Memorandum to Dr. Conant

September 25, 1944


This afternoon I conferred with Secretary Stimson. I told him the essential points Of the interview at the White House which I recited to ya in my memorandum. In particular, I said that I was much disturbed because it appeared that the President had negotiated with Mr. Churchill at Quebec very definitely in regard to post-war US-UK relations on the secret project, with no technical representatives present except Lord Cherwell, and without having the advice of the American group I said that I was also appalled that have studied deeply into this matter. because it seemed to me that the President had thought the matter only part way through, and that I had been much embarrassed when he called me in and presented some of his conclusions as to the post-war relationships with Lord Cherwell present, so that I did not have an opportunity to state what seemed to me to be appropriate U.S. policy. I told him that the matter of internal controls had also been introduced, that I had told the President that you and I had given him a memorandum on this subject, but did not know his views, and that the President had said he would like to discuss this matter with us. Mr. Stimson was equally disturbed, I believe, and feels that the appropriate post-war relationship is going to be very difficult to work out, and that it should be done with the best possible advice and consultation. He felt, however, that it would be very difficult indeed to get the President to really consult or to get his attention for a sufficient length of time to give him the reasoned thinking of people who have been studying the subject. He recited to me several instances where the President has recently gone ahead in negotiation and where it has been very difficult indeed to see that he gave attention to the opinion of American advisers. The Secretary is very much harassed at the present time with a number of exceedingly difficult problems, and he is particularly worried because on some of these where a frank discussion with the President is indicated, he has been unable to get his serious attention. He asked me why I was disturbed at the President's point of view. I told him primarily because it seemed to me it was being arrived at without adequate review of the various possibilities in a situation of great difficulty and complexity, and also because it seemed to me that it was an extreme point of view which might lead to trouble. In fact, I stated that it seemed to me that the President had evidently thought he could join with Churchill in bringing about a US-UK post-war agreement on this subject by which it would be held closely and presumably to control the peace of the world, and I felt that this extreme attitude might well lead to extraordinary efforts on the part of Russia to establish its own position in the field secretly, and might lead to a clash, say 20 years from now. On the other hand, I felt that if there were complete scientific interchange on this subject among all countries that there would be much less danger of a secret race on military applications as the art changes. I also felt that there might be a possibility that an inter- national agreement involving all countries for the control of this affair might have some hope of success, and that it most certainly ought to be explored and carefully analyzed. The secretary agreed with this last statement completely and was apparently in agreement with a large part of my statement in regard to a reasonable approach, although of course I would not wish to record here any considered opinion on his part, for I have not any direct statement from him on, which to base it completely, and he should state his own opinion in any case: discussed somewhat at length what might be done. He was very pessimistic indeed an regard to the possibility Of getting the President was very pessimistic indeed in regard to the possibility of getting the President's serious consideration for a sufficient interval to get to the bottom of the subject. On the other hand, he felt that we ought to make some attempt even if it did no more than to make the record complete. He certainly has not the strength nor the time with the many pressing matters now before him to get this subject formulated. I therefore suggested, if he wished us to do so, that you and I might draft a brief statement of what we consider would be a reasonable approach to the international problem on this subject for his review, and he grasped at this and said that he would be much indebted to us if we would do so and that he felt that some such brief statement after he had had a chance to discuss it ought to get into the President's hands and that it might cause at least a pause for further study. I judge that such a document would not need to recommend an explicit plan, but would rather analyze alternatives, point out dangers, and also point out possibilities. It seems to me that you and I ought to make the attempt to get something of the sort together. I doubt, however, if the Secretary can get his mind on the matter immediately.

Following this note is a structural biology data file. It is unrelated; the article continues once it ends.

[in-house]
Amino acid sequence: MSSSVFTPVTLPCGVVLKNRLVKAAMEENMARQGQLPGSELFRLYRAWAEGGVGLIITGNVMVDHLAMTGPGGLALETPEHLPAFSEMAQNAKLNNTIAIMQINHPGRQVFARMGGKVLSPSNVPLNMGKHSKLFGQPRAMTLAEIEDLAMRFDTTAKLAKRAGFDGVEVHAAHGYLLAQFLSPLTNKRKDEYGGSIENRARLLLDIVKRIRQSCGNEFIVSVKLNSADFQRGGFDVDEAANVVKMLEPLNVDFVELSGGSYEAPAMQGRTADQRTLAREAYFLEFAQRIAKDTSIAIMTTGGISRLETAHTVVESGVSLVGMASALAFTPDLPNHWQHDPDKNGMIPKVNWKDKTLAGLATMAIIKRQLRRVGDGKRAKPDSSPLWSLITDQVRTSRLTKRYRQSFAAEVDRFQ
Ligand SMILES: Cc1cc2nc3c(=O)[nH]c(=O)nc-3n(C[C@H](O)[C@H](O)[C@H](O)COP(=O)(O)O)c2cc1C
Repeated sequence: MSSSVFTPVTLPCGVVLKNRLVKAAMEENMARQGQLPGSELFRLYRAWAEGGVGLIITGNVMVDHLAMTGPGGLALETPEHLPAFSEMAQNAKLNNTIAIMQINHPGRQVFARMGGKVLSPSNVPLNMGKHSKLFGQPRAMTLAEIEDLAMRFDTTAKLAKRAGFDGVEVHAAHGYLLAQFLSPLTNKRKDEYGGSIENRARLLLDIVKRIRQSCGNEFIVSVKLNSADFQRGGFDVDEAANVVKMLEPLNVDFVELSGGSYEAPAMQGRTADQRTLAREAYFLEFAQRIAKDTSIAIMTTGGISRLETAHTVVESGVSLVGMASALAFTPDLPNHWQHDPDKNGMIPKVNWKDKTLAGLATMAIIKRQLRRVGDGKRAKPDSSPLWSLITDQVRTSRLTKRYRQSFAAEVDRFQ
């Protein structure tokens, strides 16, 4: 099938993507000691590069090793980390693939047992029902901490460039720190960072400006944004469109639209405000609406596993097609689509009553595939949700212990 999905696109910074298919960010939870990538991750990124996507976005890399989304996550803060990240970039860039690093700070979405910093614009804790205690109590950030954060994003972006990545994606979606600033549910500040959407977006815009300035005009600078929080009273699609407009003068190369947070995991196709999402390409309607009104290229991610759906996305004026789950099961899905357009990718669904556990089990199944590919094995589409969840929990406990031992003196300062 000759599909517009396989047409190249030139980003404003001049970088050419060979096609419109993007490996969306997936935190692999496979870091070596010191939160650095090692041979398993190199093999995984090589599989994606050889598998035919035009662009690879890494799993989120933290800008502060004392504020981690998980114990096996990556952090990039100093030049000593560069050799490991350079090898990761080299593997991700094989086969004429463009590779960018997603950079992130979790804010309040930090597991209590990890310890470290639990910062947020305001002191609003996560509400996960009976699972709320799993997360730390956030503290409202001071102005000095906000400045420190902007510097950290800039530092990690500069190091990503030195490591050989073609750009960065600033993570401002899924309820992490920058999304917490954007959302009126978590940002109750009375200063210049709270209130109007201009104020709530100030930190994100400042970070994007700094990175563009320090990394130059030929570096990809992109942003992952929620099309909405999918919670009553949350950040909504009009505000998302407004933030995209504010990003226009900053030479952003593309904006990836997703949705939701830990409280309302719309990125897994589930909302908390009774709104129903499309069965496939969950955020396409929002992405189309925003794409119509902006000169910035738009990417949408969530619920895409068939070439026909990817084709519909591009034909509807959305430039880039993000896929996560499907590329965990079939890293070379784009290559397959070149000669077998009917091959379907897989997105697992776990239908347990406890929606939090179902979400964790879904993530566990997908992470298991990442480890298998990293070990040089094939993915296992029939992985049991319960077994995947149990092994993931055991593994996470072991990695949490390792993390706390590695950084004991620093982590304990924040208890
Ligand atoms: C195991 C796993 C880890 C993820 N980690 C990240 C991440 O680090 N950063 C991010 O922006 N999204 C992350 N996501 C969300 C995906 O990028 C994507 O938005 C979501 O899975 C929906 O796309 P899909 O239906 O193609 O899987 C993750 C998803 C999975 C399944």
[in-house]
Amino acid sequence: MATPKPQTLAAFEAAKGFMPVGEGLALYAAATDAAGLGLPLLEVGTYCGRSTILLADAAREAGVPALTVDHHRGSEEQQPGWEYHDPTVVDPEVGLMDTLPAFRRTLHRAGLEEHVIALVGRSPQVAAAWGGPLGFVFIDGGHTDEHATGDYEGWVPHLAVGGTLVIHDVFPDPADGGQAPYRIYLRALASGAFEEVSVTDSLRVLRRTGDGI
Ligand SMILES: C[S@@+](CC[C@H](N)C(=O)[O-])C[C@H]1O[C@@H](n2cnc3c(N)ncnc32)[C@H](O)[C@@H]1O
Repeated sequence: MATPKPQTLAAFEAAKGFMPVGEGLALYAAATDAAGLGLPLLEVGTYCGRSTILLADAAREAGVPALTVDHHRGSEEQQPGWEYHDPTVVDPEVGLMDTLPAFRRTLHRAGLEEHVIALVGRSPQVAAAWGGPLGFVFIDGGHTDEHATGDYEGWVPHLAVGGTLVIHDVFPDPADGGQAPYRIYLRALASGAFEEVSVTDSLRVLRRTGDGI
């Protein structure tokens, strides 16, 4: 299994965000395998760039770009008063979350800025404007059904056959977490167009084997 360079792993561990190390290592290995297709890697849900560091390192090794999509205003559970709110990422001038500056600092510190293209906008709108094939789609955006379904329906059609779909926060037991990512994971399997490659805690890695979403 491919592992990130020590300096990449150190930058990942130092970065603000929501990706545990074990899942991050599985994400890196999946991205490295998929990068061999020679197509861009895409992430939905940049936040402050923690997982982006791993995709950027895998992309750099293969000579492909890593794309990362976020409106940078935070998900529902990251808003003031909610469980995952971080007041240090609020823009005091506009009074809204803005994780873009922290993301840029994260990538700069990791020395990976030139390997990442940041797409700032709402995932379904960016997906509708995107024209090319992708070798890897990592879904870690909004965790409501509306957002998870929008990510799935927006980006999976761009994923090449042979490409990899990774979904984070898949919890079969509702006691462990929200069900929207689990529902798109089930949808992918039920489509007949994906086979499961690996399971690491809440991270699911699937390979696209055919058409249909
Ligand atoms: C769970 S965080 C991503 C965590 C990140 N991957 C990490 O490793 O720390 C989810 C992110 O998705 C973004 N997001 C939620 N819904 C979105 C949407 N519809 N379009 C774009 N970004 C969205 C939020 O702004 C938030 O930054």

There were incidental matters touched on. I told him very briefly of the matter concerning Justice Frankfurter. I did not discuss the security violation which General Groves brought up as I thought he ought to report that himself. I told him that Admiral Leahy had now been brought into the matter.

V. Bush